Abject apologies for the dearth of posts lately. It was a full and trying summer, though the fall is looking much better.
Here's a partial list of all that's happened in our lives since last I blogged.
Death of Sebastian, our dog
Sebastian was diagnosed with a particularly virulent form of cancer called hemangiosarcoma that usually manifests first in the spleen, but spreads quickly to the rest of the body. The lesions/masses can grow so quickly that they deplete the body of iron, so the primary symptom Sebastian showed was acute anemia.
After the first occurrence of anemia (in June), we had the vet remove his spleen and put Sebastian on a plan of iron supplementation. This bought us another four or five weeks with him in good, jumping-around health.
We came home the night of July 6th after a night out to discover that Sebastian was unable to move well, and had obviously had a seizure during the day. Seizing typically means that the end is near, so we made him comfortable and prepared for the inevitable. Around eleven o'clock he began seizing regularly. The emergency clinic was far enough away that making the drive might take longer than Sebastian had, so we decided to keep him in familiar surroundings.
Sebastian died gasping, at about three on the morning of the 7th of July, after many seizures. It was fairly horrible to watch.
We buried him in an area of Amy's parents' property reserved for pet graves. It was raining--the first rain showers Birmingham had seen in nearly two months.
Acquisition of a new puppy: Shasta!
About two weeks after Sebastian's passing, Amy suggested that we go puppy shopping. Reese (our other dog) hadn't shown too many symptoms of grieving or pining, but he did seem confused, often, when Sebastian would ordinarily have popped in front of him on the way to the back yard, or sat next to him on the couch, and failed to. In short, Reese was coping well, but we didn't want him to become too used to being the only dog around the house. At over twelve years old, Reese is an old dog, and was becoming a bit set in his ways.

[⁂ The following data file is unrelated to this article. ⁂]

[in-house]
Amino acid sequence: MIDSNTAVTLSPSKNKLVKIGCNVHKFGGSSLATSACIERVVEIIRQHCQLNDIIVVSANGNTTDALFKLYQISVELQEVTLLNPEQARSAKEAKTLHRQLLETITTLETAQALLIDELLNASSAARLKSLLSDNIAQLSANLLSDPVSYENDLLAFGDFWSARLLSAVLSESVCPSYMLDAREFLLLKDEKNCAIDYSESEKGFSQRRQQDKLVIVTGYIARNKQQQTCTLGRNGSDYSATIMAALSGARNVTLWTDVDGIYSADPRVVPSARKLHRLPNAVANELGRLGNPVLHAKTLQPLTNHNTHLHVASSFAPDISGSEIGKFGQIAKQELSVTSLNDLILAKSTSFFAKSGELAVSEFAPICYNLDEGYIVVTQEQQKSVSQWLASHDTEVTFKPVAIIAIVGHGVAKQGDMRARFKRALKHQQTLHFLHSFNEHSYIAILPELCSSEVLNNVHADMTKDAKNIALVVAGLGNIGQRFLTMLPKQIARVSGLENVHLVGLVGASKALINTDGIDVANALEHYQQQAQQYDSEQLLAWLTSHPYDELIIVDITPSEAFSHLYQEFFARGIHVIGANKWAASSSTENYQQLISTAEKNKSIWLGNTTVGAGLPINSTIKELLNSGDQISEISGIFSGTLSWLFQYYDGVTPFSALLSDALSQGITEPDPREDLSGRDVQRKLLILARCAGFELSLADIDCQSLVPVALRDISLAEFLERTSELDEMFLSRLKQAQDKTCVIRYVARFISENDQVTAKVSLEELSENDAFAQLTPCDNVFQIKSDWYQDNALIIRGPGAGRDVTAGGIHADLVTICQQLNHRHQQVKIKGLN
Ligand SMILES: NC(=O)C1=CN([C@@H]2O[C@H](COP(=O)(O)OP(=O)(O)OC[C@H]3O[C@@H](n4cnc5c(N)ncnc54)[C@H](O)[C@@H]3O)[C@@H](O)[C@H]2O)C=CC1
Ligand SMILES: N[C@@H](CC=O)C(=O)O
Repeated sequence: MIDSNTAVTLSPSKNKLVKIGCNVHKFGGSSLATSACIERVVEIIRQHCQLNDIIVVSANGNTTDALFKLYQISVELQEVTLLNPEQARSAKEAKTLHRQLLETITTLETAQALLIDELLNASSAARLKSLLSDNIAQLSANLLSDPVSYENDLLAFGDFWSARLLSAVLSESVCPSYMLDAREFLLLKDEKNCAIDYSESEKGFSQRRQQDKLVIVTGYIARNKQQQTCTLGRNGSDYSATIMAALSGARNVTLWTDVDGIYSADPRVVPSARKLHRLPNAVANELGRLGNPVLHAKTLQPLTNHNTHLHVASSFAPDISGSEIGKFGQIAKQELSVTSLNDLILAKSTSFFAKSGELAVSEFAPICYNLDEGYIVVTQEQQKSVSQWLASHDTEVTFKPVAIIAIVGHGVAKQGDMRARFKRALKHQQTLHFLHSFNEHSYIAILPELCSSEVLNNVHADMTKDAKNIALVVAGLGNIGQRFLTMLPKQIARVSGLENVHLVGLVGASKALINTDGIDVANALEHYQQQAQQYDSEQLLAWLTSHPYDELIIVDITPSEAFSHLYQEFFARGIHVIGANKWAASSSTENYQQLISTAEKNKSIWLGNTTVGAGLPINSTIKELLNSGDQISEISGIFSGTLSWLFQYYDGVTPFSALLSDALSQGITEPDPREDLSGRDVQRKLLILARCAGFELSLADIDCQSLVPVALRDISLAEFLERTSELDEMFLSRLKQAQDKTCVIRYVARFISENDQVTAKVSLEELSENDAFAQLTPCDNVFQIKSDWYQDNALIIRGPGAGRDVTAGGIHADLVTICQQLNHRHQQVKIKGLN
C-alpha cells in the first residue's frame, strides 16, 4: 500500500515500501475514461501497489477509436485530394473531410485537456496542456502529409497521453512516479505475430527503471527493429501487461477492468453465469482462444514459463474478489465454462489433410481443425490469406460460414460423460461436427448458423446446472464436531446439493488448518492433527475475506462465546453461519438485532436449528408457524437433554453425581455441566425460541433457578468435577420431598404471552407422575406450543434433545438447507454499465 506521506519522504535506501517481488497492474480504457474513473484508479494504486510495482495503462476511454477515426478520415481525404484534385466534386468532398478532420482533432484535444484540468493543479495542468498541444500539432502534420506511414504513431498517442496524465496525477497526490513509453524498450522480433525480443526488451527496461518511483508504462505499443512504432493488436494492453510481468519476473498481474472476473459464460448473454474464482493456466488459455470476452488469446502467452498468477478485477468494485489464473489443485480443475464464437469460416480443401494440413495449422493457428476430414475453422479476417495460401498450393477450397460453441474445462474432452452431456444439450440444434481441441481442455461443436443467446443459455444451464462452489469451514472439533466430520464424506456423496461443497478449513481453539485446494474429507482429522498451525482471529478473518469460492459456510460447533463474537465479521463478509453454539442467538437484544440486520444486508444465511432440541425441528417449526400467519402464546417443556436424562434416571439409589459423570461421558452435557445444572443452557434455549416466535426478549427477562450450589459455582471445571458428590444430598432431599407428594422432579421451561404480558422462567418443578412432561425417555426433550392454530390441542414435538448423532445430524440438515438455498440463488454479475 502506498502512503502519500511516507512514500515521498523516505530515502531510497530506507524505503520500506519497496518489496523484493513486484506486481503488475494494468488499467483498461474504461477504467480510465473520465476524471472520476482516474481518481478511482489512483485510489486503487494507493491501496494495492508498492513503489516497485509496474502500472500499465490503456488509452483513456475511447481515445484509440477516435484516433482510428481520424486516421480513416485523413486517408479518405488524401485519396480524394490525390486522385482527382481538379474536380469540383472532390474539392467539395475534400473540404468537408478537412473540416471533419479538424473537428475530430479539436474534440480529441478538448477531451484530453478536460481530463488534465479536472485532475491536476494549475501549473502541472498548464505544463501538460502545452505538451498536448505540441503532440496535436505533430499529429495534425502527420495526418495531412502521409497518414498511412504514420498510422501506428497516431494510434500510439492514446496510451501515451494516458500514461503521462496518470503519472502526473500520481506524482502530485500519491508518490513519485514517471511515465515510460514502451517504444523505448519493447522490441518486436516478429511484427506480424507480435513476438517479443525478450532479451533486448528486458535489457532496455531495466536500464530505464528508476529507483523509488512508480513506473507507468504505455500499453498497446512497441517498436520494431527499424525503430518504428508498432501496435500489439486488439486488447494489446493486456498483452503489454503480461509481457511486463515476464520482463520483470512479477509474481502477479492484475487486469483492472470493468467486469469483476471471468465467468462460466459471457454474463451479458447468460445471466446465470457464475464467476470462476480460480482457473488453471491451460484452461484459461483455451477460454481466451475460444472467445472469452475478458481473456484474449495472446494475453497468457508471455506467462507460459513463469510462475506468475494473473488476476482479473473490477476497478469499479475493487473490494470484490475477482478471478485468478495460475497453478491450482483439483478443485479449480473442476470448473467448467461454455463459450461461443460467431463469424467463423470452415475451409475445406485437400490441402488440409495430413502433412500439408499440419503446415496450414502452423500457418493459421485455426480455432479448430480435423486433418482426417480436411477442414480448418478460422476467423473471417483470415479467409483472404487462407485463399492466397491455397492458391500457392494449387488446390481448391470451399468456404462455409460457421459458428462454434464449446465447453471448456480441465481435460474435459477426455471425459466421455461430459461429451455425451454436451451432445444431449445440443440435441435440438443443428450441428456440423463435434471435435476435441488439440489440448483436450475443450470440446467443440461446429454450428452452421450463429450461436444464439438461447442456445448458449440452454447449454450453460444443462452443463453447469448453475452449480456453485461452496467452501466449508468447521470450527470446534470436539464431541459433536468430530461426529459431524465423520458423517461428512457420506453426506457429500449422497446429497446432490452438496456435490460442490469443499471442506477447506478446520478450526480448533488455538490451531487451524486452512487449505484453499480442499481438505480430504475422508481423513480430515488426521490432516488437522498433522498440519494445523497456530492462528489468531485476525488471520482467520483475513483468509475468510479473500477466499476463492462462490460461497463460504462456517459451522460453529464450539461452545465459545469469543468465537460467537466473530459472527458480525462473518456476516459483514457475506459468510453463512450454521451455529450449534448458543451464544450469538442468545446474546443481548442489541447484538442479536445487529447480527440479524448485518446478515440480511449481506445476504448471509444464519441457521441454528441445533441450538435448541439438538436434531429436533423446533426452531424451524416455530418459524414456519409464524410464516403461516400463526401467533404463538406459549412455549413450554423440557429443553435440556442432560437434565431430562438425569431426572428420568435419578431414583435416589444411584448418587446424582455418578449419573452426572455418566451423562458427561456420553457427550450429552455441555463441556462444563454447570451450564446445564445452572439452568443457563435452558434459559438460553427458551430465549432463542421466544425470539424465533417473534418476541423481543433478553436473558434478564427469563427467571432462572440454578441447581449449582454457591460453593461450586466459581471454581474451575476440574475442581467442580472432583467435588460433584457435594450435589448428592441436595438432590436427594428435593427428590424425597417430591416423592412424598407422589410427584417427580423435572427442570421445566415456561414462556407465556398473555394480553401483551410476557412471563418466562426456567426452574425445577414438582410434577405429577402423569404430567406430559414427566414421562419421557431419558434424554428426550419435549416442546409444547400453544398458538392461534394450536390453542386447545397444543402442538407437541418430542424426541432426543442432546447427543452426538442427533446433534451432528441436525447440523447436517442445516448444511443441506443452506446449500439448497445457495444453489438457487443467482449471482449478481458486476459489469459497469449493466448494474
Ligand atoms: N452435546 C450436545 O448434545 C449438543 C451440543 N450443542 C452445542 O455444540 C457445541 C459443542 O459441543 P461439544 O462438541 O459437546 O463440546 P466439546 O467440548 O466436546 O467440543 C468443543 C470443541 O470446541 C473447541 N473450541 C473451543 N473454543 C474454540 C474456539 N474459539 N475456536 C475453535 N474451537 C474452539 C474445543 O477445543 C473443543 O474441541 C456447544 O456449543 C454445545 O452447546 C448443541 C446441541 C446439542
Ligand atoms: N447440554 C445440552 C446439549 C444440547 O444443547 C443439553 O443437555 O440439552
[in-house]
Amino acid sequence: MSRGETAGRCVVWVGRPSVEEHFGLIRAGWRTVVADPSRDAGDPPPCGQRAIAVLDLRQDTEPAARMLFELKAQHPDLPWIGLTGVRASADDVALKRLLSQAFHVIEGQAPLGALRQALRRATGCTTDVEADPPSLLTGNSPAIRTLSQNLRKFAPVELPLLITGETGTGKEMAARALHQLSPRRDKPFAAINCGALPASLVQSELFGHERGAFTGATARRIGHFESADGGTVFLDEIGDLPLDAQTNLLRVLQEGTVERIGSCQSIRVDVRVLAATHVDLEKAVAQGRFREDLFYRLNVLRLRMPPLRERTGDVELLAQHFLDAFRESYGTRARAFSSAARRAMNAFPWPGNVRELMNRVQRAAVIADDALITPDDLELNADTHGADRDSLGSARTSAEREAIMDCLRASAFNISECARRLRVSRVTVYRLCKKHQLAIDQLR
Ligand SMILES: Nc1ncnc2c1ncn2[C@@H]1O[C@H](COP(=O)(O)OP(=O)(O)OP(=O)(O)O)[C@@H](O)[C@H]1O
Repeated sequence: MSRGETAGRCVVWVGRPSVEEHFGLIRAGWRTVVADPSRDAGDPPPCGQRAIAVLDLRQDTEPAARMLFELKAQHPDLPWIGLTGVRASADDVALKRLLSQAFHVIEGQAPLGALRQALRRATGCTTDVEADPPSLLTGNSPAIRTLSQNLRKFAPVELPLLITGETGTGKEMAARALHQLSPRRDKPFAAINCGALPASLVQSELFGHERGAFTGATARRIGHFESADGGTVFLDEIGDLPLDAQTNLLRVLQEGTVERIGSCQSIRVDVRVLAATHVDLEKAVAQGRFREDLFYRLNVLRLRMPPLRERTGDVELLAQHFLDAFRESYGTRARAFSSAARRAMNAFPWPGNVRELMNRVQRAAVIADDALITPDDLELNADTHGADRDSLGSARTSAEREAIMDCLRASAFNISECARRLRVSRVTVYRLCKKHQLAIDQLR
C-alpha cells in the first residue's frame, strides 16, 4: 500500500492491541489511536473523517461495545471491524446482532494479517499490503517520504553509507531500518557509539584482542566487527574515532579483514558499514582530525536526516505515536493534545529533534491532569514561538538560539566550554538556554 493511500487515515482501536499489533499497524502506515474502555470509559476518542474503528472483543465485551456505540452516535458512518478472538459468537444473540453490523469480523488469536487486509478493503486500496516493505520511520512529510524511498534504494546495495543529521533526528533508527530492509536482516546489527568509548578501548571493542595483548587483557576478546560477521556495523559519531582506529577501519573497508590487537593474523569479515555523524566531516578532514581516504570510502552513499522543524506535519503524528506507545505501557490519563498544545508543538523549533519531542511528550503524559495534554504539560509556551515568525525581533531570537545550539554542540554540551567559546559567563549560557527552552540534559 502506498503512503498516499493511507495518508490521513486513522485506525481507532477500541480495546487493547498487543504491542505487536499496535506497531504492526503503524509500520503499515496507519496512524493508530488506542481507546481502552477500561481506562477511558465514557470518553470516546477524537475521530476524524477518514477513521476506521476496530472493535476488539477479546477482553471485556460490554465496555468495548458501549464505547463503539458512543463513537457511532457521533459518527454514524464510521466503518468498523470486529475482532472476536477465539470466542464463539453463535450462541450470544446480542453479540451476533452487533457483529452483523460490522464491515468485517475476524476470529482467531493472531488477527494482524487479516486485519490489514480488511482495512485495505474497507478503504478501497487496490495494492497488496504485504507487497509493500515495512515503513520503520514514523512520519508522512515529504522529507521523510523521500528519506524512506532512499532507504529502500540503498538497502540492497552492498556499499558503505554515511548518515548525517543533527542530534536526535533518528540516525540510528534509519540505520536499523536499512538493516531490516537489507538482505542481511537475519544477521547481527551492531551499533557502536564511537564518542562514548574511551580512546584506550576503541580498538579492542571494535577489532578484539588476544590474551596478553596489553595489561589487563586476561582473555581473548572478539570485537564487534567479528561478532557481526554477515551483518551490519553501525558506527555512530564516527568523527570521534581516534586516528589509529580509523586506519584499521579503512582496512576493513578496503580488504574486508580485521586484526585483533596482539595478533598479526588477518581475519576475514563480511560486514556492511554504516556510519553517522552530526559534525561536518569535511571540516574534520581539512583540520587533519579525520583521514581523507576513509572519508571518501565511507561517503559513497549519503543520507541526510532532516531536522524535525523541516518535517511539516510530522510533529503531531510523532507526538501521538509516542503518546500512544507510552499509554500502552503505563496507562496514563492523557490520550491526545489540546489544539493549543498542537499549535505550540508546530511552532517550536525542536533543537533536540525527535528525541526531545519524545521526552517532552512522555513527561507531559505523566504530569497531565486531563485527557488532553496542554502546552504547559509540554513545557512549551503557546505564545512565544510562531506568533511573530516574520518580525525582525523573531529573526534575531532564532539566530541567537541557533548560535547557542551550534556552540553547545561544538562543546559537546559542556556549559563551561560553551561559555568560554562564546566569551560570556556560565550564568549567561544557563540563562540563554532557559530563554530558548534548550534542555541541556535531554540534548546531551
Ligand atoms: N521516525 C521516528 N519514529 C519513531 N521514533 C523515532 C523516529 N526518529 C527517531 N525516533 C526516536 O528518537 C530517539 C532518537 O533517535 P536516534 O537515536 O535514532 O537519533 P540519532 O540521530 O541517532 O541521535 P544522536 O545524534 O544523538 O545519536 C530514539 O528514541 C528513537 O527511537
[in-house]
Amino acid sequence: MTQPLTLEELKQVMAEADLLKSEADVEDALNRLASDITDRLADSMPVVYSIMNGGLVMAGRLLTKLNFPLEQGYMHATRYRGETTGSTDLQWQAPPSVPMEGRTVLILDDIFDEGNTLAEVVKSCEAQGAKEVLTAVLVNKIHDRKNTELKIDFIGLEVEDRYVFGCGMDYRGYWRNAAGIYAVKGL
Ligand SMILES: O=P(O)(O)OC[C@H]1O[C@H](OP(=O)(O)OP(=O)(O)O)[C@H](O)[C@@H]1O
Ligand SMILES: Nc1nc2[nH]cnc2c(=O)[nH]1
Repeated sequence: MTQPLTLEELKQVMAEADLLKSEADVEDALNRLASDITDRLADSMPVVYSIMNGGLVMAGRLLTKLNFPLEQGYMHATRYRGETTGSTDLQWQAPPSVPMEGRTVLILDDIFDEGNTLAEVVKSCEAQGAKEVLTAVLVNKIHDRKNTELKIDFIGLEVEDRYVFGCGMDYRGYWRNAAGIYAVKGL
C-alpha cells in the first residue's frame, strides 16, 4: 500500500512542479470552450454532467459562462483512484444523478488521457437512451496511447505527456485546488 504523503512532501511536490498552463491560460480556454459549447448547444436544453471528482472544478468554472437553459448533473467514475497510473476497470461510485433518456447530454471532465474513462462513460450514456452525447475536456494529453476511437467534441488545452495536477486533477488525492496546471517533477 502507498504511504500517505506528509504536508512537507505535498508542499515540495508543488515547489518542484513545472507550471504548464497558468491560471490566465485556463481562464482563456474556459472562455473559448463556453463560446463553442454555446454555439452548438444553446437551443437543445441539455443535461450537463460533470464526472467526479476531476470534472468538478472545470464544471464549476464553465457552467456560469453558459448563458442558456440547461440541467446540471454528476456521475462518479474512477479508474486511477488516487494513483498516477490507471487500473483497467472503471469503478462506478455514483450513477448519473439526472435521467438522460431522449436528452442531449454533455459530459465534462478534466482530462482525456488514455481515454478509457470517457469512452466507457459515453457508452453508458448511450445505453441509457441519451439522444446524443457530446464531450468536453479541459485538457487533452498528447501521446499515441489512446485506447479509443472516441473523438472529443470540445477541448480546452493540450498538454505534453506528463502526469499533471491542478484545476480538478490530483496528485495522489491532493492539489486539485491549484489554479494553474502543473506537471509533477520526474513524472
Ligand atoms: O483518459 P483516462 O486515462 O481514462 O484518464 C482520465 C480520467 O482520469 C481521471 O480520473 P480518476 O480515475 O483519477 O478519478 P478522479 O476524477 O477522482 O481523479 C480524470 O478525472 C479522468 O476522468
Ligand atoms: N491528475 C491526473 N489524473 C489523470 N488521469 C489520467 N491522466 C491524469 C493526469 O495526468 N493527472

Amy and I had discussed another puppy, and I was definitely all in favor, though only two weeks seemed fairly short to grieve properly--the topic was still painful. Anyway, we went to the local humane society and visited with a few dogs, but we eventually settled on Shasta, a black lab/husky mix with white toes and a shock of white on her chest. She also has one pale blue and one brown eye--very striking. :-) Amy was particularly taken with her because she was more easygoing and loving than most of the puppies we "interviewed," without being too energetic or overly fearful.
Shasta is a wonderful dog: extremely intelligent, and quite affectionate. It took her a few weeks to sleep through the night reliably, and to be sufficiently housebroken not to require "puppy pads" or frequent towel changes in her crate.
She's also been good for Reese: he's a bit arthritic, but now that we've got him on glucosamine supplements he's able to tussle and play, and honestly I think he enjoys wrestling with Shasta more than he ever did when he was a puppy himself.
The plan for Amy to leave her job